Baking may be difficult if you haven’t already discovered. What’s tricky is that, when you read a recipe (and you should totally read a recipe before you get in the kitchen) it’s hard to know which steps are super important, and which steps you can flub a bit.
Here’s how most of my recipes start:
“Preheat the oven to 350°F and position a rack in the middle or higher third of the oven.”
Yes… I’m bossy enough to tell you exactly where to place the rack in your own oven. Isn’t that brave? Such much nerve. The bossy has a purpose in our crazy baking success.
First let’s talk about ovens. As you can see, the heat-force varies in various regions of the oven hot-box. Most ovens contain two heating elements, one at the bottom and one at the top. When we turn the oven on to preheat, usually both heating elements activate to heat the oven. Once the oven has come to our desired temperature, the bottom heat source is what occasionally kicks in to maintain the temperature of the oven.
Since hot air rises, the top of the oven is continually hotter, while the bottom heats in bursts to maintain the total temperature.
The bottom oven rack is ideal for bread crusts and pizzas. … baked items that need a deep browning on the bottom.
The top oven rack is ideal for items that need a crispy brown top. … things like pies and casseroles.
The happy location is the middle oven rack, where air circulates, heat sources are properly distributed, and tops and bottoms aren’t in risk of burning or browning too soon. It’s the ideal spot to stay and create cakes, cookies, and brownies.
If you have a busy oven and are baking more than one pan at a time, be sure to rotate the baked products between racks. For example, if you have two sheet pans of cookies baking at the same time, halfway through baking, switch the bottom pan to the middle and the center pan to the bottom. The same is true for cake layers, but be cautious not to move the cake about in the oven before it has set… it may collapse.
The point is, just because you start on one rack doesn’t mean you’re stuck with it! Rotating baked products around the oven will help them bake evenly. Consider what you want from your baked goods and then go for it.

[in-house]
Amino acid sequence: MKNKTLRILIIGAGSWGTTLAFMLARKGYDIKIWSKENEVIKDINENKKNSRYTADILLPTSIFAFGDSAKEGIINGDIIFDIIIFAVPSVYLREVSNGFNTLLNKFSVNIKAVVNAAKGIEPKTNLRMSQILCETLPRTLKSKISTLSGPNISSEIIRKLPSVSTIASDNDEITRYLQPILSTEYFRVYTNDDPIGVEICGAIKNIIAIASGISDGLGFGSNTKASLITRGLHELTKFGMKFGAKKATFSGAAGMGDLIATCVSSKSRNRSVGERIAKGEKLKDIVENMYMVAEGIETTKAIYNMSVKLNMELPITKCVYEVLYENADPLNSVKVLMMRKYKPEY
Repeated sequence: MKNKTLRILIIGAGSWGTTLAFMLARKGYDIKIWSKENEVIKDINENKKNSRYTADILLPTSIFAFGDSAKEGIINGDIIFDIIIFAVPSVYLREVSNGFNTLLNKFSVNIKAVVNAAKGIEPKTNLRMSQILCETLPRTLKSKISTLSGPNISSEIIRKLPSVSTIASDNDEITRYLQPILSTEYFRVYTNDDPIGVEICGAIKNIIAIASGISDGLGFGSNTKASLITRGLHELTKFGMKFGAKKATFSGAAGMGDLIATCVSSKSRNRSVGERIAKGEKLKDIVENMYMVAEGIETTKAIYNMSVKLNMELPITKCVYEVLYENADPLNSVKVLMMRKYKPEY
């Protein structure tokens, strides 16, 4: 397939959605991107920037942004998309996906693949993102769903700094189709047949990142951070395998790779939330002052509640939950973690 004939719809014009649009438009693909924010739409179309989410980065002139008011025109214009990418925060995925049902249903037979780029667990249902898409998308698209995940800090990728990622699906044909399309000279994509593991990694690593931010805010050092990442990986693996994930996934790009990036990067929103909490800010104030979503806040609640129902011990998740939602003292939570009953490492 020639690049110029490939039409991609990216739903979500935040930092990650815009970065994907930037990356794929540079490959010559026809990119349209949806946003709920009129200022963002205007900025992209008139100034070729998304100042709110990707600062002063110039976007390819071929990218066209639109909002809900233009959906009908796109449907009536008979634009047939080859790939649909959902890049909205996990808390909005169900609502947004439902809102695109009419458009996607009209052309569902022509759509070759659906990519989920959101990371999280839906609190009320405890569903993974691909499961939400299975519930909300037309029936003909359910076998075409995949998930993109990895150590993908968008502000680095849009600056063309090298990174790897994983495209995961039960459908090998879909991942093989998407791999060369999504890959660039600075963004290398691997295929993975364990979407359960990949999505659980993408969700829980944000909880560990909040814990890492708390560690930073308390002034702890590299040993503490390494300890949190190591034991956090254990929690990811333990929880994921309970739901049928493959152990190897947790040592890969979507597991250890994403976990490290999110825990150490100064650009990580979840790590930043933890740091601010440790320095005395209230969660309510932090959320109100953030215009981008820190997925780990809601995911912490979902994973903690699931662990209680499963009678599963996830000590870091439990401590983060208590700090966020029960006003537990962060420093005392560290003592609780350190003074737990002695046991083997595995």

For pies, you want a burst of heat to set the pie crust to flakey, time in the oven to set the filling, and some quality time at the top of the oven to brown the crust. For this reason, we can start a pie on the bottom rack to brown the bottom crust, move it to the center rack for a majority of the baking time, and finish the oven on the top rack to brown the crust. See? That’s a good bake.
Pizza should have a crisp crust and a browned, bubbling top. Now that you know where the heat lives in the oven, start by baking pizza in a hot hot oven on the bottom rack and once it’s cooked through, move it to the top rack to brown the cheese (maybe even kick in the broiler if you’re feelin’ it!).
With a little bit of oven knowledge, knowing where heat comes from and how it lives, the power is yours. While placement is important, you are not limited to one oven rack.
Should I put cake in the fridge or out?
Cover and refrigerate any cake that will not be served for several days. Lastly, if your cake includes a fresh fruit filling or topping, or has a frosting made with whipped cream or mascarpone, cover and refrigerate it until you are ready to serve, and refrigerate any leftovers as well.
Is it best to let a cake cool in the pan?
What exactly is this? You should still allow the cake to cool in the pan after it has been taken from the oven so that it may be easily removed from the pan. Next, carefully cover it in plastic wrap and lay it in the freezer for approximately 30 minutes to chill. Covering the cake is vital since the freezer will rapidly dry out your cake if it is left exposed.
Which oven rack should you bake a cake on?
center oven rack
Cakes and other sweets may be baked on the middle oven rack. However, to achieve the flaky and crispy underside of a pie, positioning the racks lower in your oven can help avoid an undercooked crust.
Do you put a cake from box in fridge?
Cake may be stored at room temperature for up to 2 days, lightly covered. Both frosted and unfrosted cakes will keep up to 5 days in the fridge if they’re tightly covered. Refrigerate all cakes with custard or whipped cream filling or topping. Frosted and unfrosted cakes can be frozen for up to 2 months.